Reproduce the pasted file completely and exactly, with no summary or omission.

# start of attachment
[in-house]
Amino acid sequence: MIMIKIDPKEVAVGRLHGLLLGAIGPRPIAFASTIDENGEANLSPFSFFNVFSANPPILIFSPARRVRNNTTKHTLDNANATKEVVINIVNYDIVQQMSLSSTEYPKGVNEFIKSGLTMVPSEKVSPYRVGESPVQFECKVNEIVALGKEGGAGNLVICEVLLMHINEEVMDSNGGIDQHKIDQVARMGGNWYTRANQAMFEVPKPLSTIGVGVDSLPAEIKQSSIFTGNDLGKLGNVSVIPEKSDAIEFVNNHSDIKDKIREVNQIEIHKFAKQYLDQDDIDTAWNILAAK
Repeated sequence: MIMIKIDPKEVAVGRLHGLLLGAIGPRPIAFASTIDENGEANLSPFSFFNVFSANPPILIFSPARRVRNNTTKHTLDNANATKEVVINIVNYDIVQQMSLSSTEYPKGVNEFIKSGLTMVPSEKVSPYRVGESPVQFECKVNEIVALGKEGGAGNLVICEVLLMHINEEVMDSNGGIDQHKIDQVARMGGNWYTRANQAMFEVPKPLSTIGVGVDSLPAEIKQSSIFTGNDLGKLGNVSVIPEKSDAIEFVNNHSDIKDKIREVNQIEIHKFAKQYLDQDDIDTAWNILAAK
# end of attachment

[in-house]
Amino acid sequence: MIMIKIDPKEVAVGRLHGLLLGAIGPRPIAFASTIDENGEANLSPFSFFNVFSANPPILIFSPARRVRNNTTKHTLDNANATKEVVINIVNYDIVQQMSLSSTEYPKGVNEFIKSGLTMVPSEKVSPYRVGESPVQFECKVNEIVALGKEGGAGNLVICEVLLMHINEEVMDSNGGIDQHKIDQVARMGGNWYTRANQAMFEVPKPLSTIGVGVDSLPAEIKQSSIFTGNDLGKLGNVSVIPEKSDAIEFVNNHSDIKDKIREVNQIEIHKFAKQYLDQDDIDTAWNILAAK
Repeated sequence: MIMIKIDPKEVAVGRLHGLLLGAIGPRPIAFASTIDENGEANLSPFSFFNVFSANPPILIFSPARRVRNNTTKHTLDNANATKEVVINIVNYDIVQQMSLSSTEYPKGVNEFIKSGLTMVPSEKVSPYRVGESPVQFECKVNEIVALGKEGGAGNLVICEVLLMHINEEVMDSNGGIDQHKIDQVARMGGNWYTRANQAMFEVPKPLSTIGVGVDSLPAEIKQSSIFTGNDLGKLGNVSVIPEKSDAIEFVNNHSDIKDKIREVNQIEIHKFAKQYLDQDDIDTAWNILAAK